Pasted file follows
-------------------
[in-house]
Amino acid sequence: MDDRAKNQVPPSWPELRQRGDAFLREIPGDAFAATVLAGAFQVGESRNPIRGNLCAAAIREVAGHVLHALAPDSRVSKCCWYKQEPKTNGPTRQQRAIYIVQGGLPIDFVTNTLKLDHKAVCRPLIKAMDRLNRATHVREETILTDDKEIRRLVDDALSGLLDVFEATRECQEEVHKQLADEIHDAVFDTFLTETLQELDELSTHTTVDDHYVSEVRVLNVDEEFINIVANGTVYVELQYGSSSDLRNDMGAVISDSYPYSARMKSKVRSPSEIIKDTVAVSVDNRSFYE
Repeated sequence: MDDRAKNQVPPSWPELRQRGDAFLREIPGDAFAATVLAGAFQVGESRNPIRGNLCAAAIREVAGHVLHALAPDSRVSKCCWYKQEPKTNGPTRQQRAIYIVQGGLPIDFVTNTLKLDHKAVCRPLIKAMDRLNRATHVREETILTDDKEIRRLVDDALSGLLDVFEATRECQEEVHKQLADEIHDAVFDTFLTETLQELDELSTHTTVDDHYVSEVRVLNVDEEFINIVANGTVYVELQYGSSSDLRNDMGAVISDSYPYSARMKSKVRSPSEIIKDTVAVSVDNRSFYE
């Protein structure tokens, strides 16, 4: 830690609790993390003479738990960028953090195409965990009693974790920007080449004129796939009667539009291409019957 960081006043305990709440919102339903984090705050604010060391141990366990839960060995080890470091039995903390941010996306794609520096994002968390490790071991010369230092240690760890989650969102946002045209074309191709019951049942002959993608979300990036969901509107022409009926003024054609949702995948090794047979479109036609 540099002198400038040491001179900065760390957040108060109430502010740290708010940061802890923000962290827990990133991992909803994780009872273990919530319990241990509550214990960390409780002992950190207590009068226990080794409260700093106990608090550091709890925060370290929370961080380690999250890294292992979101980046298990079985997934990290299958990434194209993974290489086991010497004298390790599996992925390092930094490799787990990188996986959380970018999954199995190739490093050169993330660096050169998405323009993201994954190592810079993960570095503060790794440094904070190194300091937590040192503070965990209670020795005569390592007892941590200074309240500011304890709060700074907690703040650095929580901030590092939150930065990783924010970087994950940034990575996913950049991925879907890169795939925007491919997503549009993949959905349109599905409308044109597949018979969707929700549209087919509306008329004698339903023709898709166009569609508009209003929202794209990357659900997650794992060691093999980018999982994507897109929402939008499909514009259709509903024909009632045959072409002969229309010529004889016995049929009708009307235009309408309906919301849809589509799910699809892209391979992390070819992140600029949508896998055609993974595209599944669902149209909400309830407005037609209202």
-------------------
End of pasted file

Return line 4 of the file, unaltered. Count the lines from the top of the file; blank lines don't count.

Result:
């Protein structure tokens, strides 16, 4: 830690609790993390003479738990960028953090195409965990009693974790920007080449004129796939009667539009291409019957 960081006043305990709440919102339903984090705050604010060391141990366990839960060995080890470091039995903390941010996306794609520096994002968390490790071991010369230092240690760890989650969102946002045209074309191709019951049942002959993608979300990036969901509107022409009926003024054609949702995948090794047979479109036609 540099002198400038040491001179900065760390957040108060109430502010740290708010940061802890923000962290827990990133991992909803994780009872273990919530319990241990509550214990960390409780002992950190207590009068226990080794409260700093106990608090550091709890925060370290929370961080380690999250890294292992979101980046298990079985997934990290299958990434194209993974290489086991010497004298390790599996992925390092930094490799787990990188996986959380970018999954199995190739490093050169993330660096050169998405323009993201994954190592810079993960570095503060790794440094904070190194300091937590040192503070965990209670020795005569390592007892941590200074309240500011304890709060700074907690703040650095929580901030590092939150930065990783924010970087994950940034990575996913950049991925879907890169795939925007491919997503549009993949959905349109599905409308044109597949018979969707929700549209087919509306008329004698339903023709898709166009569609508009209003929202794209990357659900997650794992060691093999980018999982994507897109929402939008499909514009259709509903024909009632045959072409002969229309010529004889016995049929009708009307235009309408309906919301849809589509799910699809892209391979992390070819992140600029949508896998055609993974595209599944669902149209909400309830407005037609209202």